Global Voices, Chicago and Tangier

TALIM Global Voices group
Tangier Global Voices group, plus ALC Tangier staff: IT wizard Rachid El Mziryahi, teacher Rabia el Antaki, and Director Mark Holbrook

Their voices came wafting up over the Legation courtyard, a springtime Friday evening.  Intrigued, I paid a visit to our group of high school English students enrolled in the Global Voices Initiative program, thanks to our partnership with the American Language Center (ALC) Tangier.  You can watch the videos on the ALC website.

It was practice for their upcoming presentation of a set of three plays, which they developed, wrote in English, and then performed for their audience of American students in Chicago, via a Google + connection.

Meanwhile, the Chicago students were doing the same thing – in Arabic.  Here’s how George Bajalia (he’s smiling from the corner of the screen in the photo below), former Fulbright scholar in performance studies in Tangier, described the scene in Chicago:

Global Voices Initiative’s Chicago end operates in public schools, with elementary, middle, and high schools all focusing on arts exchanges with partner schools across the world. With Morocco, students in Chicago write plays in Arabic, French, and English. Lindblom Math and Science Academy is a public school flagship Arabic program, drawing in students from across Chicago’s south side. Lindblom students have two choices for their language learning: Arabic and Mandarin Chinese. GVI connects these students with partners in Morocco, Jordan, Lebanon, Egypt, and China to practice their languages through playwriting exchanges.

A few of Lindblom’s Arabic language students were chosen by the Qatar Foundation to travel to Doha to participate in an international Arabic language debate, and some will be heading back this summer for a language program. Another student in this year’s senior class traveled to Morocco last year for a high school study abroad, spending 6 weeks traveling across the country. Though the focus of the program is Modern Standard Arabic, students get exposure to Arabic dialects in the video conferences and many start their university studies with a full four years of Arabic behind them.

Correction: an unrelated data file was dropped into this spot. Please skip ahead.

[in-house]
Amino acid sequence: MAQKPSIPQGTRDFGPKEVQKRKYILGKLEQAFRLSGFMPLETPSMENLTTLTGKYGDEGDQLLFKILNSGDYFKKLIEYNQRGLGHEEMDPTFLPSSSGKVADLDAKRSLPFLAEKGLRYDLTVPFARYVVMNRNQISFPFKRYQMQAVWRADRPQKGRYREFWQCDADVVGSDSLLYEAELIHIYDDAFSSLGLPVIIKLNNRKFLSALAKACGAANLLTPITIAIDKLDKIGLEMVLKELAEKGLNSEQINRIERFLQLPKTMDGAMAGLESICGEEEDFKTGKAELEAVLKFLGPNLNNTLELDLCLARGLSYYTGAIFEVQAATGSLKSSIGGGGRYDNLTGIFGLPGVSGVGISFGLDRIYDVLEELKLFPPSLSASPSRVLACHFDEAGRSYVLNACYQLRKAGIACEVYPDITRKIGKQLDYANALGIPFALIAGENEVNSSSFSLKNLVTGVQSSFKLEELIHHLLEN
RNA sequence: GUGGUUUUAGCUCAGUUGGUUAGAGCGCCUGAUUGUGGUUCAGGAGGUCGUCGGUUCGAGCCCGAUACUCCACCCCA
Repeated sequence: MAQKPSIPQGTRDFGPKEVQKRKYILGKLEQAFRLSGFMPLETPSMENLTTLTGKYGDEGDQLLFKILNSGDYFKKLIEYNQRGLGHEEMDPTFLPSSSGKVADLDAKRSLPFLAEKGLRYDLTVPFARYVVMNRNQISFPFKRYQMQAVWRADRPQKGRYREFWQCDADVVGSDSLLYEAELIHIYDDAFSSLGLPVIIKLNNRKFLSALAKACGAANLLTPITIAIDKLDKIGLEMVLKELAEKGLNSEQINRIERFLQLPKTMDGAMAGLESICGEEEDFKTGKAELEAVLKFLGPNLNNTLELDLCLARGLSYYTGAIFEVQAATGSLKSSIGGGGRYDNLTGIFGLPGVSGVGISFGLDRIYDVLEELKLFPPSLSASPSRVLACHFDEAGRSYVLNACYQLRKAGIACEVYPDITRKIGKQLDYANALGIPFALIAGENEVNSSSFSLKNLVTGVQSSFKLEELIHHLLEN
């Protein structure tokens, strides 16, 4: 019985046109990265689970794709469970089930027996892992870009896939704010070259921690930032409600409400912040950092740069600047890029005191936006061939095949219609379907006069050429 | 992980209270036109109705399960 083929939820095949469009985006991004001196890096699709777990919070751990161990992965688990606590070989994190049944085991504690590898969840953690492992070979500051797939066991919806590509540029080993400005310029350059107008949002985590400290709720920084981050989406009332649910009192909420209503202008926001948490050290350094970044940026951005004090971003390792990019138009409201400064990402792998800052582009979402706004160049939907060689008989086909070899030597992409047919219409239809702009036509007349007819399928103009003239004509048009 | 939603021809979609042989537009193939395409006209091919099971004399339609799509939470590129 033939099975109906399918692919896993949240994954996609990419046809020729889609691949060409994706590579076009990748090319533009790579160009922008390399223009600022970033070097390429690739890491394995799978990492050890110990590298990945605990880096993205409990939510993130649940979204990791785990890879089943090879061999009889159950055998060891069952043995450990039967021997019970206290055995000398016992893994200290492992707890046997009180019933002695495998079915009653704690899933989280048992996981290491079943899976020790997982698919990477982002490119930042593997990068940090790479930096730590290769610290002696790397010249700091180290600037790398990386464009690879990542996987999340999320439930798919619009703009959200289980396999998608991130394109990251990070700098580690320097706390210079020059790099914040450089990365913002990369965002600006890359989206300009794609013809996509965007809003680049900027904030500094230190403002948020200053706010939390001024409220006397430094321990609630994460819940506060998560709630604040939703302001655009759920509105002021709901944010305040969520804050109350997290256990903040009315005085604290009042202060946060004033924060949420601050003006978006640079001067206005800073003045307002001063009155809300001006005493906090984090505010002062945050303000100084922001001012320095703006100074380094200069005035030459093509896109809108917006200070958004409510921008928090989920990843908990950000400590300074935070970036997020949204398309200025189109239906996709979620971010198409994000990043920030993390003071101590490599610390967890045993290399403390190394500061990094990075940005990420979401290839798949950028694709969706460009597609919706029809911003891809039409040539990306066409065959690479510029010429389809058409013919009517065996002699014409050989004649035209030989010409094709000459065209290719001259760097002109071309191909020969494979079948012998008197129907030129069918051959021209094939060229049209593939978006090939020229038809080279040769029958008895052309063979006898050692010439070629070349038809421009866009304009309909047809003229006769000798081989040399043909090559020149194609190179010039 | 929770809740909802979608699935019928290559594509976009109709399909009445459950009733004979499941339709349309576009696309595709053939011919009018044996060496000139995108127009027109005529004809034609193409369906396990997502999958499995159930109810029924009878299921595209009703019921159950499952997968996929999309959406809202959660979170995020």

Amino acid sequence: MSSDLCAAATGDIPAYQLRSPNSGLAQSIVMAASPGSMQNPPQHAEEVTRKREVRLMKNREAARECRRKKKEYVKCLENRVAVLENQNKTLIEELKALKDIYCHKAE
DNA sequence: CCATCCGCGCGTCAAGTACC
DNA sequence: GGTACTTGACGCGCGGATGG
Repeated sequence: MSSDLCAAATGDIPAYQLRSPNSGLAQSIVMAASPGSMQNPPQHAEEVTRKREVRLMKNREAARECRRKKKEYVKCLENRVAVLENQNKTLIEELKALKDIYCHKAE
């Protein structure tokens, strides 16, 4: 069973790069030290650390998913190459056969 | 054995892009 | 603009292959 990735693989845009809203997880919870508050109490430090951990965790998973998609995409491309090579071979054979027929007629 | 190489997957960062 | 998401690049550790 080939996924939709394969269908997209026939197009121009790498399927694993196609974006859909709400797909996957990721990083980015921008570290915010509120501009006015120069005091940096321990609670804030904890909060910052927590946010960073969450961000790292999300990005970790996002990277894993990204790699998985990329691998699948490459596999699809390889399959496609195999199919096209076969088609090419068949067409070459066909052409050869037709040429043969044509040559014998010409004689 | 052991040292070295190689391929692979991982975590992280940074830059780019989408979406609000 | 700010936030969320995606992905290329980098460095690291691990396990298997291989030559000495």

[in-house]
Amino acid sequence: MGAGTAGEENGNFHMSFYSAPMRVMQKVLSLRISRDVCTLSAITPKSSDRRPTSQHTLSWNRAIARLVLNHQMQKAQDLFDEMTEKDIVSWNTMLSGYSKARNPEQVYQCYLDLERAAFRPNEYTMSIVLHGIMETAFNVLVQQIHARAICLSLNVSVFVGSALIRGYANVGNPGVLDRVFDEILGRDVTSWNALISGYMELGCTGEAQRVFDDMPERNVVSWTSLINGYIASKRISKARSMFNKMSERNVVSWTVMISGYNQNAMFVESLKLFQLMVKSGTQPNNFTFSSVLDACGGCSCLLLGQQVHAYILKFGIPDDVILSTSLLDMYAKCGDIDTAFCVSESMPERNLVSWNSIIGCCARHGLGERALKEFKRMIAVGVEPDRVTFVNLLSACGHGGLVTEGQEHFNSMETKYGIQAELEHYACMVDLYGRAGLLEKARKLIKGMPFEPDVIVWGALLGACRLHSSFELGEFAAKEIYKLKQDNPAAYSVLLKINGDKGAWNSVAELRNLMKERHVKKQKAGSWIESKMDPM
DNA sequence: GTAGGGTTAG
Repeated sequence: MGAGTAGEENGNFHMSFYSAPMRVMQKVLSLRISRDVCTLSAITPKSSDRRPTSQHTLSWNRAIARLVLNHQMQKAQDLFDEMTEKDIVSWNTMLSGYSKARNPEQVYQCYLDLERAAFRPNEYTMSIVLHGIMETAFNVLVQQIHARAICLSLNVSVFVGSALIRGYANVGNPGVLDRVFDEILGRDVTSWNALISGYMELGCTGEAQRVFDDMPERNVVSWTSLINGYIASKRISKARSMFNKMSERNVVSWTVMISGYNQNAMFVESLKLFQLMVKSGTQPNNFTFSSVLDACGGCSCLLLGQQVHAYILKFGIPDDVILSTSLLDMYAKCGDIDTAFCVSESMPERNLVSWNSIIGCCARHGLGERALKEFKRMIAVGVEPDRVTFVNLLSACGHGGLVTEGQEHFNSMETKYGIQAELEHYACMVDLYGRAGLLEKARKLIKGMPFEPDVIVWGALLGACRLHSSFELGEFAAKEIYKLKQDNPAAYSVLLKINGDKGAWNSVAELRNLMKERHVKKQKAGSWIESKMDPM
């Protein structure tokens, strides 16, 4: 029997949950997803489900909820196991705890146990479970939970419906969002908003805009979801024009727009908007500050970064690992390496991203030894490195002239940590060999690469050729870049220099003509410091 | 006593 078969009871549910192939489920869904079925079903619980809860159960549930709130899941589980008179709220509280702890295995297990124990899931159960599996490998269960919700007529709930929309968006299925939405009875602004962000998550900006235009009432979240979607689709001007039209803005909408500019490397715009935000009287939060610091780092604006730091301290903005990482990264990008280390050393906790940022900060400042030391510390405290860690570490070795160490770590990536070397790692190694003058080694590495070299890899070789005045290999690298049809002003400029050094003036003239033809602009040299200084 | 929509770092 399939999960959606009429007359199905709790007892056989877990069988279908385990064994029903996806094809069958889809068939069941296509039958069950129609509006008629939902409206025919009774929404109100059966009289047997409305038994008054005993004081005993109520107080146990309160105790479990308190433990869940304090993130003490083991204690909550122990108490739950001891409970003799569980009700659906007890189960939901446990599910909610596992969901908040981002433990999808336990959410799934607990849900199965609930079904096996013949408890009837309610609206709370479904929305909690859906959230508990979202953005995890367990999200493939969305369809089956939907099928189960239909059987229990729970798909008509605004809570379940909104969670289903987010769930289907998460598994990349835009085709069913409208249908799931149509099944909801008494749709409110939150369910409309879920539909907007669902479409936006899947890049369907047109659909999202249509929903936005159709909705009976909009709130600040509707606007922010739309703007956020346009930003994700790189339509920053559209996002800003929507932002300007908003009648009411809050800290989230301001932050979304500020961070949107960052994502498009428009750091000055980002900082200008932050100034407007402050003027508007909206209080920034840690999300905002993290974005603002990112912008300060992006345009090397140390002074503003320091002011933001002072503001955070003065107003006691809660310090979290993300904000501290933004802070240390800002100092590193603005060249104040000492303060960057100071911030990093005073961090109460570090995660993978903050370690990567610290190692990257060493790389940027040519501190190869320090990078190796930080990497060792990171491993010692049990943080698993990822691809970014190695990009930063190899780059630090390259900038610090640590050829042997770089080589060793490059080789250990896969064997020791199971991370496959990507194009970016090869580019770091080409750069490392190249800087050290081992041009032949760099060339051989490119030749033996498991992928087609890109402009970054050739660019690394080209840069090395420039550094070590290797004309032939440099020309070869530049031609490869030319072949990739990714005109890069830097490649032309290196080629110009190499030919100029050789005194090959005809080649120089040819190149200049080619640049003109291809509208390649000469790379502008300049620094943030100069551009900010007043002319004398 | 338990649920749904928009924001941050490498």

Another one of GVI’s programs in Chicago is at Kelly High School, where students of English as a foreign language practice their English with playwriting and exchange plays with students with a similar level of English at public schools in Casablanca. The Chicago classrooms are full of native Spanish and Mandarin speakers, and the play topics range from stories of forbidden love in Chicago high schools, to border-crossing travels based on the students’ own family histories. Photos and videos of the student’s performances are on GVI America’s Google + account, located here.

GVI – the Global Voices Initiative – is another great idea coming out of the State Department’s embrace of social networks and the need to stretch its cultural diplomacy dollars.

TALIM Global Voices Wall

Although I didn’t get a chance to see the American students in action – with the time difference, they had to go off to another class, while our Tangier students were doing this on Friday evenings – I was impressed with the level of English of our Moroccan students.
TALIM Global Voices launchNot only did they work to get their English as natural as possible, but they chose subjects that hit home with their concerns about growing up: the play I saw, “The Perfect Bride,” dealt with the role of a very assertive mother in the choice of potential marriage partners for her son.
How often was Mom initially taken in by a seemingly wholesome future daughter-in-law, only to be confronted by a critical young woman with thoughts of her own.  In the end, the son just marries for love, and Mom will just have to make the best of it.
Global Voices, as the State Department puts it rather ungraciously, is a “cheap way” to connect young people.  But that economic argument – probably necessary when dealing with Congressional budget cutters – only tells part of the story.  This is an ingenious idea, and one that is applicable wherever internet connections permit.
So TALIM was very happy to host this program – all for the price of a few hours of electricity.
Gerald Loftus

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